Left turn etiquette

The traffic in Proctor doesn’t typically bother me. It gets a little thick at times but I feel like I can get around pretty good.. until I am stopped in my tracks by left turners behind a green circle. There are two distinct brands of bad left turners that we need to address.

Unnecessary use of crowded intersections
The mildest offenders in the bunch, many of you who turn left onto Proctor Street from North 30th at 5:17pm..should turn sooner. There are multiple options to turn sooner (Alder, Union, etc.) and all of them will save you and the rest of us a lot of time. I realize some of you live on Proctor, and of course you are more than entitled to your left turn onto your street. It is the folks headed for Mason Middle School or Proctor Safeway that have much better routes to consider.

Sitting through an entire green light without moving
This is the group of people for which there is no excuse. AT LEAST ONE CAR MUST TURN LEFT ON EVERY GREEN CIRCLE, even if you finish your turn after the light has turned red. I understand there are a lot of people who do not see it this way. They are wrong. There is no excuse for sitting through an entire round of lights unless the intersection is physically blocked.

As our population density increases, so will our need for new left turn lanes and green arrow signals. Until then we should all do our part to follow the new world order of left turn etiquette to reduce traffic queues. Less waiting at intersections means improvements to the following:

  • Fuel efficiency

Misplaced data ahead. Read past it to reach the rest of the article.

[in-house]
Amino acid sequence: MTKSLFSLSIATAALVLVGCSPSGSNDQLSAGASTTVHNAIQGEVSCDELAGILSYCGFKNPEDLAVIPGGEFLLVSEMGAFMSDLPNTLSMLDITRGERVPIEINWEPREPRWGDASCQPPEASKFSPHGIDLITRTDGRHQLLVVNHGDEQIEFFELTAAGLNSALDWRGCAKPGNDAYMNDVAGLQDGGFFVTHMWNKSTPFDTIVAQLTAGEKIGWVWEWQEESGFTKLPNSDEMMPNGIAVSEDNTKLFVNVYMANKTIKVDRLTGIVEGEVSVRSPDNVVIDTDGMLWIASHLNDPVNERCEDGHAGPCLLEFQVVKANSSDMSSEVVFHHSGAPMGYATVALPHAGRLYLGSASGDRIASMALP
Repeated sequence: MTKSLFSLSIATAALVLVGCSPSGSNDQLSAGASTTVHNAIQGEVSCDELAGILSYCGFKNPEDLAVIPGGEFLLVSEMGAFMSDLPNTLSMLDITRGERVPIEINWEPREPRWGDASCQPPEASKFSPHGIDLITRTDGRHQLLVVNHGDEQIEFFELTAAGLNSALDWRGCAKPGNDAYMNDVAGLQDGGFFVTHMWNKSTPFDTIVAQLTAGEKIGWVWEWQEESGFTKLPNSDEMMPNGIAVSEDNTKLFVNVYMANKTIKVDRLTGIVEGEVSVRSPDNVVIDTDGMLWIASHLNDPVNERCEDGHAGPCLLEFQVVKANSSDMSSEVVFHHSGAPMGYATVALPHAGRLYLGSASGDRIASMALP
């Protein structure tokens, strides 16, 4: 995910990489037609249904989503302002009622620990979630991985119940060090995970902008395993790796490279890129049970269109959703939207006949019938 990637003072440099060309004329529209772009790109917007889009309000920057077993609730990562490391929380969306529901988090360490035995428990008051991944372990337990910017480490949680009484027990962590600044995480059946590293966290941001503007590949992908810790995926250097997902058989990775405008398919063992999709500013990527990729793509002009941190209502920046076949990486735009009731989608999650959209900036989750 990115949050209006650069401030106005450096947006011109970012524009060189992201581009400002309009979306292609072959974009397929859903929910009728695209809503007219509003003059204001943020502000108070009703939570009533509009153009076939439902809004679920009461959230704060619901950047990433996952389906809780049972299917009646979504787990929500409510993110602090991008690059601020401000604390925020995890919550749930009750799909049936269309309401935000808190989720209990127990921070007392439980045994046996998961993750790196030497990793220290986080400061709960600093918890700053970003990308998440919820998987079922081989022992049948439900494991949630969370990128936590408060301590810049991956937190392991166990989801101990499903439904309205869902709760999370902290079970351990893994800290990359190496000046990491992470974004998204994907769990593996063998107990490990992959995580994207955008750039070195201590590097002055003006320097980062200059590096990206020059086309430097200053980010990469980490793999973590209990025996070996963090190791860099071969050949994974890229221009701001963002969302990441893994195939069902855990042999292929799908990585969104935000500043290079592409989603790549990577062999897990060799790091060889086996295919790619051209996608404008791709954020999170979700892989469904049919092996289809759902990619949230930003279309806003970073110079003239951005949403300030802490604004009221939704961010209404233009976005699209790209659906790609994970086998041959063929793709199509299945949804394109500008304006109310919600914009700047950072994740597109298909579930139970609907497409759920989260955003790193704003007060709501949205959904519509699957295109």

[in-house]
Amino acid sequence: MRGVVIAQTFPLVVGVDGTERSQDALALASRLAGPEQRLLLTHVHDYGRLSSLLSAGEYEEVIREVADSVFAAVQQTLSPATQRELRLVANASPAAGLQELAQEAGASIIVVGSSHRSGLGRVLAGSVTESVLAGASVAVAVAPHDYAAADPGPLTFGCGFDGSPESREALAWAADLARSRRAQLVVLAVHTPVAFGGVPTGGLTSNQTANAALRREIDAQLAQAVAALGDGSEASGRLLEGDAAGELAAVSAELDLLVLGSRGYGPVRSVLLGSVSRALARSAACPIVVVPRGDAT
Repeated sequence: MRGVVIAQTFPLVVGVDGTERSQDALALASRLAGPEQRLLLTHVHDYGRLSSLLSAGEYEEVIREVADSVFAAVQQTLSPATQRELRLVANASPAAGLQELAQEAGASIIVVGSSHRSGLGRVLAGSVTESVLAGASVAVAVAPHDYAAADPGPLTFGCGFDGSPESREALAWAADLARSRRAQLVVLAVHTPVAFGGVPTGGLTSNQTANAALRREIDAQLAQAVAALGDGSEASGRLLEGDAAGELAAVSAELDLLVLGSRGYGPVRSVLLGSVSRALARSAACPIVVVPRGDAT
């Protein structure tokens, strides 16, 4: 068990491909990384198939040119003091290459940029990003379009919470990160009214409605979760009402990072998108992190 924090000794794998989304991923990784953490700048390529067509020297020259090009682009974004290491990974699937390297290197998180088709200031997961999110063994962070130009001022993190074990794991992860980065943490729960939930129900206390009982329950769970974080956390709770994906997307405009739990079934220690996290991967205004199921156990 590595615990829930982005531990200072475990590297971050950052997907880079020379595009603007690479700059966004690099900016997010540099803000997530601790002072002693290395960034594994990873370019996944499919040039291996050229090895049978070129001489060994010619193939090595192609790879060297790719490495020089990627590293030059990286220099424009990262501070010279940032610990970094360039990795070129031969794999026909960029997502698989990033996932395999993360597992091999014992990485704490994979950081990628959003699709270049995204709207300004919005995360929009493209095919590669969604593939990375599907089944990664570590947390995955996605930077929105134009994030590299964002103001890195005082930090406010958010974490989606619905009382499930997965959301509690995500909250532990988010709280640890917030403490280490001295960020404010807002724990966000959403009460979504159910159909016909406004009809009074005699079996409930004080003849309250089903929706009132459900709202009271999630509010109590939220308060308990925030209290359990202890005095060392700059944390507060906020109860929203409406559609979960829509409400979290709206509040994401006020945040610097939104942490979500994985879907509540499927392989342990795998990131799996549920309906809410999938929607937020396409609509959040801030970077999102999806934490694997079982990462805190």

• Air quality
  • Pedestrian safety
  • Traffic safety
  • Drive times
  • Frustration levels
  • Road rage statistics

In other words, by being a better left turner, you can save the world time, money and good health. Follow this simple checklist and you are on your way to being a better left turner:

New world order of left turn etiquette
  1. Avoid turning left at signal-controlled intersections lacking turn lanes or green arrow signals
  2. Enter the intersection when you have the right of way and your light is green
  3. Exit the intersection when you have the right of way and your path is clear
  4. Focus on pedestrians and oncoming vehicles at intersections, NOT the color of the light

North Tacoma police presence

I’m not sure whether to feel safe or watched. A strong police presence has turned up in the north end lately. The Proctor District in particular has been teeming with squad cars. Has there been a flare-up of crime? Are they bored? Are they here to write more traffic tickets? I suppose I should feel safe when I see cops in the neighborhood, but instead I always assume they are sitting on the side of the road, waiting for speeders to trigger their radar gun, all while browsing internet porn favorites.

Red light cameras in Tacoma, part II

Things have gone completely downhill since we last visited the topic of Tacoma’s shiny, new red light cameras. More of these little buggers are popping up all the time. Kamerakrieg is well underway around town and I’m much more pissed off than before. The dipshits over at traffic central are rumored to be enjoying the view from inside each other’s asses; meanwhile red light camera revenue is piling up at a huge cost to local taxpayers.